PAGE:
Enzalutamide, an oral androgen receptor inhibitor, can improve outcomes for men with metastatic hormone-sensitive prostate cancer (mHSPC), according to a study presented at the 2019 American Society of Clinical Oncology (ASCO) Meeting.
Interim data from ENZAMET, an international randomized, phase 3 trial, demonstrate that mHSPC patients who received enzalutamide with testosterone suppression survived longer overall than patients who received standard of care (80% vs. 72%).
The improved cancer control and longer survival is relevant for patients with a high burden of disease––multiple bone metastases or liver metastases––and patients with a lower burden of disease. The new treatment is particularly appropriate for men who cannot tolerate chemotherapy and who have a lower burden of disease.
Early analysis suggests that in men with a lower burden of metastatic disease receiving testosterone suppression, enzalutamide may be more beneficial than docetaxel, although further investigation is needed. Combining testosterone suppression with both enzalutamide and docetaxel delayed time to disease progression, but it remains to be seen whether this triplet combination also improves quality of life and overall survival.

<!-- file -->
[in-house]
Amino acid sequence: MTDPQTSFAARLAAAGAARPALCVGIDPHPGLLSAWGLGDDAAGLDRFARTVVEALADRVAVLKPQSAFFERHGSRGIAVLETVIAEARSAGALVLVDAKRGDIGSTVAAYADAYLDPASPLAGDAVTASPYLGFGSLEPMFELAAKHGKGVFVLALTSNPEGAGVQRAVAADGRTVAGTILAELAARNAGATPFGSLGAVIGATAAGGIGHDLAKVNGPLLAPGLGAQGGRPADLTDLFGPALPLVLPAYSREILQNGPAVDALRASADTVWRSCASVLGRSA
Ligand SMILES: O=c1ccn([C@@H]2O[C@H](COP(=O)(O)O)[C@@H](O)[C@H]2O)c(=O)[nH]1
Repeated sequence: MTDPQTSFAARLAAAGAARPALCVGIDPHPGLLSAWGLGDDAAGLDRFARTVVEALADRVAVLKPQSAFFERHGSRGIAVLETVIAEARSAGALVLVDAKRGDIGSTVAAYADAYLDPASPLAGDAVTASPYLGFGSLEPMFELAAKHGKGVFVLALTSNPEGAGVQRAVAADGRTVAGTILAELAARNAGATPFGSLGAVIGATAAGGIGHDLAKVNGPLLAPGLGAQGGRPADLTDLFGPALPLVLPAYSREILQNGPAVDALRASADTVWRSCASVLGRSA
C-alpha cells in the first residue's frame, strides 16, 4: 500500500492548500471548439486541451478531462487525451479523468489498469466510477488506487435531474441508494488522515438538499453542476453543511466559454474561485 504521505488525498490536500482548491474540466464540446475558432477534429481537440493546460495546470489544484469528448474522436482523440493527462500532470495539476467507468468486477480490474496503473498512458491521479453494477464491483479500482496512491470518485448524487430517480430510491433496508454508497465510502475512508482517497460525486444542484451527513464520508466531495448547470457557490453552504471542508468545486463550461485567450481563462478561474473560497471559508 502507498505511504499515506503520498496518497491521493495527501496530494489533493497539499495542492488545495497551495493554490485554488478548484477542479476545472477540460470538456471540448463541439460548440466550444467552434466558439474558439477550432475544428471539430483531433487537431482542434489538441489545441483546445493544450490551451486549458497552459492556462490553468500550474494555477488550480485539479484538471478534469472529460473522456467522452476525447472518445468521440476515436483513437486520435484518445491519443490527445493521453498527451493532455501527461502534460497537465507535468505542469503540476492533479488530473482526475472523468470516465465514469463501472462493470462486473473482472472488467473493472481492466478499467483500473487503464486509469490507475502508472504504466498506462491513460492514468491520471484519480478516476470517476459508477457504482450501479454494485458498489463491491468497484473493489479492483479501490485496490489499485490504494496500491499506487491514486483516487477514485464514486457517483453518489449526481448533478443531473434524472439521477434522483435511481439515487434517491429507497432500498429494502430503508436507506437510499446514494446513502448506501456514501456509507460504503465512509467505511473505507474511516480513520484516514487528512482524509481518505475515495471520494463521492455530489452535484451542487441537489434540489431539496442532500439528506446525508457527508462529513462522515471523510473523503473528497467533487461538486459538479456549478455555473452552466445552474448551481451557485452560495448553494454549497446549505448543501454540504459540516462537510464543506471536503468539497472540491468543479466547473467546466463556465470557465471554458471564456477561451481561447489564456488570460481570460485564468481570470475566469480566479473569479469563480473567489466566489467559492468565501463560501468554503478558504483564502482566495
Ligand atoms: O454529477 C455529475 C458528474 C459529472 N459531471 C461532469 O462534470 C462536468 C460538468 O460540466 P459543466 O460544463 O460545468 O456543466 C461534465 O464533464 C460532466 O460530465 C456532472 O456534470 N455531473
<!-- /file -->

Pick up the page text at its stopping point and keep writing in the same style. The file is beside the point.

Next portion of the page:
Known side effects associated with enzalutamide were observed in trial participants and caused a modest increase in adverse events compared to participants receiving one of the standard non-steroidal anti-androgens.
According to the National Cancer Institute, approximately 175,000 men will be diagnosed with prostate cancer and 32,000 men will die from the disease this year in the U.S.
Source: Dana-Farber Cancer Institute, June 2, 2019